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iPhone Lockdown Mode: how to use the security feature (and why you should)


Apple takes pride in selling a promise of privacy to its customers, and to a large extent, it lives up to that promise. As cyber criminals devise new ways to target phones, with tools as sophisticated and virtually undetectable as the Pegasus spyware, Apple also keeps fortifying its devices.

One step in that direction is Lockdown Mode, an “extreme” safety measure that was introduced with iOS 16 last year. The feature blocks a lot of vectors through which a zero-click, zero-day spyware like Pegasus finds its way inside a phone. From phone calls and message attachments to shared albums and network profiles, Lockdown Mode limits those risk routes.

Lockdown Mode information page on an iPhone 14 Pro.
Joe Maring/Digital Trends

In its threat analysis report, Citizen Lab revealed that NSO Group began exploiting new zero-day vulnerabilities in iOS. Notably, Lockdown Mode thwarted at least two of those serious vulnerabilities, even though the bad actors may have eventually found their way around the shield with new flaws.

If you’re confused about what exactly Lockdown Mode is, want to know what it does, and if you should put it on your iPhone, here’s a roundup of everything you should know.

What Lockdown Mode does and how to use it

These zero-click exploits targeted by Pegasus are deemed extremely dangerous, and even experts at Google’s Project Zero described them as “a weapon against which there is no defense.” So, how does Lockdown Mode work against it? Well, to put it simply, it reduces the attack surface.

For example, when Lockdown Mode is enabled, certain attachment types in messaging are blocked, and link previews are also disabled. As a result, users are saved from interacting with malicious packages. Likewise, some web tech is blocked, which might degrade the web surfing experience, but will strengthen security.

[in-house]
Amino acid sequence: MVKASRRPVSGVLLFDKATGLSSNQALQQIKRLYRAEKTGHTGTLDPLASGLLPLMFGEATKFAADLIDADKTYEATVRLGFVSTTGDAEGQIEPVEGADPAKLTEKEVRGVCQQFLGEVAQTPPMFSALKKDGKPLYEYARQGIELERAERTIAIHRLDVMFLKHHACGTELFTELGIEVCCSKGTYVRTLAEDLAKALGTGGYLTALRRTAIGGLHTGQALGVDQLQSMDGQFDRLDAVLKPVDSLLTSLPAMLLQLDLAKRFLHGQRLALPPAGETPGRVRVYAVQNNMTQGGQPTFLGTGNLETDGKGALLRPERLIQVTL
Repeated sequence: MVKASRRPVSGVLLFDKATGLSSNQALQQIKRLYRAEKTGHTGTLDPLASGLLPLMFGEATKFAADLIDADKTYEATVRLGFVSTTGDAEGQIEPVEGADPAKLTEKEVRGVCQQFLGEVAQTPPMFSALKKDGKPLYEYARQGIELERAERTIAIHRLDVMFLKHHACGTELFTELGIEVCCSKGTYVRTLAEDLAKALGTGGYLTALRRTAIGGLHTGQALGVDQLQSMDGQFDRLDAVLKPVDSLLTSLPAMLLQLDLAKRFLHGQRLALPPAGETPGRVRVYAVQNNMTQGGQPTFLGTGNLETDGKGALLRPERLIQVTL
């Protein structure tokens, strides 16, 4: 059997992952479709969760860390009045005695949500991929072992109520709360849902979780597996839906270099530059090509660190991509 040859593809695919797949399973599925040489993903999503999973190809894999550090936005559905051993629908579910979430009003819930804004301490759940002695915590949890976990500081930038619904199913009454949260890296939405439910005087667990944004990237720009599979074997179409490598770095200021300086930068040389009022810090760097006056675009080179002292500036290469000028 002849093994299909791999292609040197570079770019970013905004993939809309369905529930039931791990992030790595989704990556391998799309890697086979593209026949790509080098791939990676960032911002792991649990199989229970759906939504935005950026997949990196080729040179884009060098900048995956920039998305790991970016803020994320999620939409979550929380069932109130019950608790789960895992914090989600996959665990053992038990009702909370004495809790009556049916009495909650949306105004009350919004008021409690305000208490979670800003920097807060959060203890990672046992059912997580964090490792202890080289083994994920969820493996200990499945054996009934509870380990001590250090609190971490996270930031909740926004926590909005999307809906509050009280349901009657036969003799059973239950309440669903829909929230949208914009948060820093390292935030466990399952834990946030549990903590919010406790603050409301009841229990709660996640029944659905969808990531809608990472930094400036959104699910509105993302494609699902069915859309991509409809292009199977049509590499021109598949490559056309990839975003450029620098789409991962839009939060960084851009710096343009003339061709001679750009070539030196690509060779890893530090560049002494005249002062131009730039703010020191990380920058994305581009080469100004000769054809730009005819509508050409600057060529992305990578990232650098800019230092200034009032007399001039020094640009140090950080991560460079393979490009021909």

FaceTime calls from unknown numbers will also be canceled. Locking the phone will block all wired data transfer to a connected device, and even configuration profile sharing, like that for VPN, will also be blocked.

In order to enable Lockdown Mode, follow this path:

  1. Open the Settings apps on your iPhone
  2. Scroll down to Privacy & Security
  3. Tap on Lockdown Mode and enable the corresponding toggle

But Lockdown Mode is not a cure-all solution to keep you safe online. Experts told Motherboard that a website can identify when you have enabled it, which could (in turn) make you a more visible target. However, it’s still a strong line of defense for people who are at risk of such protracted attacks.

Do you really need to use Lockdown Mode?

iPhone app privacy report
Nadeem Sarwar / DigitalTrends

Not everyone is a high-profile target of spyware like Pegasus. As a result, they don’t need to dramatically kill some important phone features by enabling Lockdown Mode. But not doing so also means leaving oneself vulnerable to a whole bunch of exploits ready to be used by bad actors.

So, what steps should an average user take to avoid becoming the next victim? We reached out to experts at Avast and Nord for some general tips that smartphone users should integrate inyo their daily habits.

At the top of the critical importance pyramid is software updates. Earlier in March 2023, Apple patched two critical vulnerabilities targeting iOS that may have been exploited by bad actors. It is, therefore, extremely important that you download software updates as soon as they are released because they not only bring new features, but also patch critical security issues.

Take, for example, the notorious Pegasus spyware, which targeted zero-day exploits in iOS. Apple eventually fixed the flaws after being notified by hackers and also sued the spyware maker NSO Group. But despite international outcry and activism, new exploits keep popping up, which only boosts the urgency of having an extreme security measure like Lockdown Mode.